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EXHIBITION REVIEW: Frans Hals

Frans Hals painted portraits;
nothing nothing nothing but that.
But it is worth as much as Dante’s
Paradise and the Michelangelos
and Raphaels and even the Greeks.

Vincent Van Gogh

Begins the Credit Suisse exhibition on Frans Hals at the National Gallery. 

Worthy praise from van Gogh. 

Hals was one of the most sought-after portraitists of his time. He was gifted at capturing his sitters in a moment of action, smiling or laughing. In fact, art collectors often covered up the signatures of other artists, such as Judith Leyster, and replaced it with Hals’ to make more money from them. 

It seems to me there are two main portrait types from Hals: 

  • The static, upper class, painted with delicate details, and often posed with a fist resting on their hip and a pompous expression on their face; and
  • The active, everyday man, painted with wilder brushstrokes, caught laughing at whatever they’re participating in. 

What’s consistent between the two types is the exquisite detail. 

In celebration of the Credit Suisse exhibition on Frans Hals at the National Gallery, I broke down Hals’ Laughing Cavalier in my November blogpost. 

In the comments, I found this: 

The Laughing Cavalier looks much better in detail. I wonder if @nationalgallery will take the cue? If they cut the original into a few dozen of mini-paintings, it would make a blockbuster exhibition. Then, if they turned the exhibit into a worldwide touring event, they could get even more bang for their bucks.

Andrew.stys.uu

I was torn between amusement and shock – I struggle with the idea of predella panels being separated, let alone cutting up a painting! – but the comment hovered in the back of mind the entire time I was in the exhibition. 

Look here at the National Gallery’s own Portrait of a Woman, c. 1635, believed to be Maria Larp. As a whole, this group of portraits I count as static, upper class portraits, all seem to look alike. But move in closer, home in on the details, and you’ll see true artistry. 

She sits stiff and upright, her hand resting over her abdomen, drawing attention to the extravagant embroidery on her gown, the delicate lace at her wrist, and the details of the folds on her ruff. She seems awkward despite the slight touch of animal on her face, the slight quirk of her lips, the rosiness of her cheeks and the shine in her eye.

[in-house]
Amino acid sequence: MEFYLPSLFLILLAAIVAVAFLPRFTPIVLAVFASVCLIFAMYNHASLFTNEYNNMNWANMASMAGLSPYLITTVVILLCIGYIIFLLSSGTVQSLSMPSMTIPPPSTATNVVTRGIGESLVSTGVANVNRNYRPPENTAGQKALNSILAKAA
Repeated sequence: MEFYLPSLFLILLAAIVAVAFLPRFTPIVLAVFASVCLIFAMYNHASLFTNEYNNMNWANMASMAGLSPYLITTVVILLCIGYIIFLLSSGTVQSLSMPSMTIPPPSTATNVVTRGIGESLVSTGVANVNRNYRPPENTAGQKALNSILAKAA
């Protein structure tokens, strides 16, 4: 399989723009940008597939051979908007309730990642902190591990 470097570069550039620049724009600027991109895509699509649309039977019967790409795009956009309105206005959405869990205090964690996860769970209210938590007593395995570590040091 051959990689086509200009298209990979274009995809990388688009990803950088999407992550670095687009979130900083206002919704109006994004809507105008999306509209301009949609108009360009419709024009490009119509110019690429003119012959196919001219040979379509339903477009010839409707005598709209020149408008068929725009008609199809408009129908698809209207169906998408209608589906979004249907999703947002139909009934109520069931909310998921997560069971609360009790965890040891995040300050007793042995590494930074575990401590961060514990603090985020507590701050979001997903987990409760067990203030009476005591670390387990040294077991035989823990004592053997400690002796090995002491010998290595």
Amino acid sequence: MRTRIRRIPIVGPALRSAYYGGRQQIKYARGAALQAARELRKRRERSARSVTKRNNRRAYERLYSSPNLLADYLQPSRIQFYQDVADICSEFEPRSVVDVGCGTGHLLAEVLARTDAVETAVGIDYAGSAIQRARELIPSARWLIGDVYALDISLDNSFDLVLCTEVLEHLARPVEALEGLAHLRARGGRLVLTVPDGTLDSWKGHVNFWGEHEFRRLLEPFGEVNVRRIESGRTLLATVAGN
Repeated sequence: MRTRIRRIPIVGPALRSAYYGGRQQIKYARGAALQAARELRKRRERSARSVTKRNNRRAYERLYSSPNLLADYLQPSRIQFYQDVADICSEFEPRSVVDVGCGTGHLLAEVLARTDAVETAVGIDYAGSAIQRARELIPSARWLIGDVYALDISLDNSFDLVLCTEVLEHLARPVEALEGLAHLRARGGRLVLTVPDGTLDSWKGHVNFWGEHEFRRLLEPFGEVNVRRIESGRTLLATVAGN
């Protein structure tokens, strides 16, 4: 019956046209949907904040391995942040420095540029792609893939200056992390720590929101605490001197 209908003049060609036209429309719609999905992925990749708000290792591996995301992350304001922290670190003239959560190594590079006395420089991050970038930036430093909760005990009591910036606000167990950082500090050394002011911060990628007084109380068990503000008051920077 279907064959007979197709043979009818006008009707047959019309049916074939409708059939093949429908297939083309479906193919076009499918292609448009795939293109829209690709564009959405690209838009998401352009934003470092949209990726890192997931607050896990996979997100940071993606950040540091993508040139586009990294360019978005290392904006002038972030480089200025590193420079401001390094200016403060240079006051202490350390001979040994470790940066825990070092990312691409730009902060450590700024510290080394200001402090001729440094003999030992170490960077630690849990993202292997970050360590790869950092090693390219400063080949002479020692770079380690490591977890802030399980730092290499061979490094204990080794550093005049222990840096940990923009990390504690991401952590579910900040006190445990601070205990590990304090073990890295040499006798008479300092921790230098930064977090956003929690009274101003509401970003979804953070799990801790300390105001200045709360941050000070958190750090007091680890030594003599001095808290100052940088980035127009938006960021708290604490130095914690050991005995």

Now let us look at this Portrait of Pieter (?) Verdonck, c. 1627, on loan from the National Galleries of Scotland. 

The brush strokes here are less subtle. Wilder. One that is reflected in the movement of his hair. There is an emotion deep set in the sheen across Verdonck’s eyes, a story in the lines of age across his face. A gentility in the strands of hair in his beard and moustache that are kissed by light. 

Verdonck was, in life, considered aggressive and argumentative. Step back from the details and you’ll see Hals has given him a jaw to hold, wielding it as if we, the viewer, have just caught him about to use it against someone. Now these brush strokes seem to reflect something else – his personality. 

And finally, the Laughing Boy with a Wine Glass, c. 1630, on loan from the State Museum Schwerin in Germany. 

Another piece with wilder brush strokes. The collar has fewer details, the hands a blur of colour. Even the reflection on the glass and the jug in his right hand in this tondo are simply impressions rather than the fine detail of his Portrait of a Woman.  

This belongs to the tronie genre, not really intended as portraits but as a study of expression. It is not on the details we are meant to focus, but what is created through the freedom the painter is given. 

Hals’ detail is, by far, the best part of this exhibition, but cast another look at the images you don’t feel immediately beautiful. What are the brushstrokes meant to convey? You may be missing something extraordinary if you don’t. 

The National Gallery, the Rijksmuseum, the Gemäldegalerie, and the Frans Hals Museum have joined together to put on a truly incredible exhibition. The first of its kind in 30 years, it’s put together some of Hals’ best-known paintings – including the Laughing Cavalier which is on its first ever loan from the Wallace Collection – with some lesser-known pieces; large group portraits; smaller, more intimate pieces; marriage portraits; and genre scenes. There really is something for everyone. 


For more information, to book your ticket to the exhibition, and to watch an incredible short on how the discovery of a monster and skull hidden beneath one particular portrait helped solve a big mystery, click here

For my breakdown of the Laughing Cavalier (or the [Not]Laughing [Non]Cavalier as I’ve named the post), click here.

To join me at the Van Gogh and Hals event run by the National Gallery, click here.

And to purchase the brilliant Rijksmuseum and National Gallery written exhibition catalogue, which truly is an incredible addition to your collection, click here

The Credit Suisse Exhibition on Frans Hals will remain at the National Gallery, London, until 21st January 2024. Check it out, then get in touch and let me know what you think!


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FALLING DOWN RABBIT HOLES
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STORIES FROM THE ART